Research shows on-farm deaths could be halved

Research shows on-farm deaths could be halved

Almost half of all deaths on farms could be prevented by implementing simple solutions we already know about, according to new research.

Focus groups exploring what stops primary producers from improving their safety practices were run with farmers, growers, pastoralists and fishers, along with a desktop audit of peer-reviewed research.

The study was funded by the Primary Industries Health and Safety Partnership and will guide efforts to improve the uptake of Work Health and Safety (WHS) initiatives.

Study author Associate Professor Richard Franklin of James Cook University said the rates of death and injury on farms and fishing vessels have improved, but are still unacceptable.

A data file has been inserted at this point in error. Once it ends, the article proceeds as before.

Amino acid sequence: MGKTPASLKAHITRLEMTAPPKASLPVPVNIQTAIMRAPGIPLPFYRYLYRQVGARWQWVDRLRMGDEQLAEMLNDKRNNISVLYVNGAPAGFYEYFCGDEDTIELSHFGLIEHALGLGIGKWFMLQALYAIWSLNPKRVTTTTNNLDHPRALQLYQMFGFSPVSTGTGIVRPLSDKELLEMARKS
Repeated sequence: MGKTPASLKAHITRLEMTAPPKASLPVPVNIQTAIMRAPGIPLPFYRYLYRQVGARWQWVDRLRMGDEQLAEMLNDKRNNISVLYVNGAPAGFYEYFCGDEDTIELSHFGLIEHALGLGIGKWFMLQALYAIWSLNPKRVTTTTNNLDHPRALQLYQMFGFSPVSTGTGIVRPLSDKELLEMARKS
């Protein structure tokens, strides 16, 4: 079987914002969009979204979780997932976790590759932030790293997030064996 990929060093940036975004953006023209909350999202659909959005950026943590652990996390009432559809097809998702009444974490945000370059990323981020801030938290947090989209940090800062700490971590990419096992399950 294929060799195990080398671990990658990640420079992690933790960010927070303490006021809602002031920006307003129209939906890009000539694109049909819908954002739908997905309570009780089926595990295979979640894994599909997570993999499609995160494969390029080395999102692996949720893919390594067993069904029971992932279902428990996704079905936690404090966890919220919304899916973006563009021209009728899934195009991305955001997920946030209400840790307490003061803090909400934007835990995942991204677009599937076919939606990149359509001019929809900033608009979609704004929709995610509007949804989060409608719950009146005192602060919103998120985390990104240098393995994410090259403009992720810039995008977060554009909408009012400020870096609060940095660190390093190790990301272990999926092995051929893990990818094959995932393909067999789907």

“In 2013, the 48 deaths in the agriculture, forestry and fishing industries represented a quarter of all workplace fatalities. It was equal to 15.11 fatalities per 100,000 workers, which was nine times the national rate of 1.64,” Franklin said.

“We found a perfect example of how lives could be saved quite easily in figures relating to deaths involving farm utes. From 2001 to 2014, there were 45 fatalities — and half of these people died because they weren’t wearing seatbelts or were being carried in the tray.

“When it comes to health, a willingness to make changes is at least partly dependent on people’s perceptions of how likely something is to happen to them, and how serious they think the consequences could be. Farmers are also highly practical and need evidence of how changing practices will improve their safety, production or income.”

The study found major barriers were universal and consistent across industries, and included attitudes, perceived cost, time and inconvenience to implement changes.

However, the research showed strong leadership and positive attitudes from key people would go a long way in creating a culture of safety in the primary industries.

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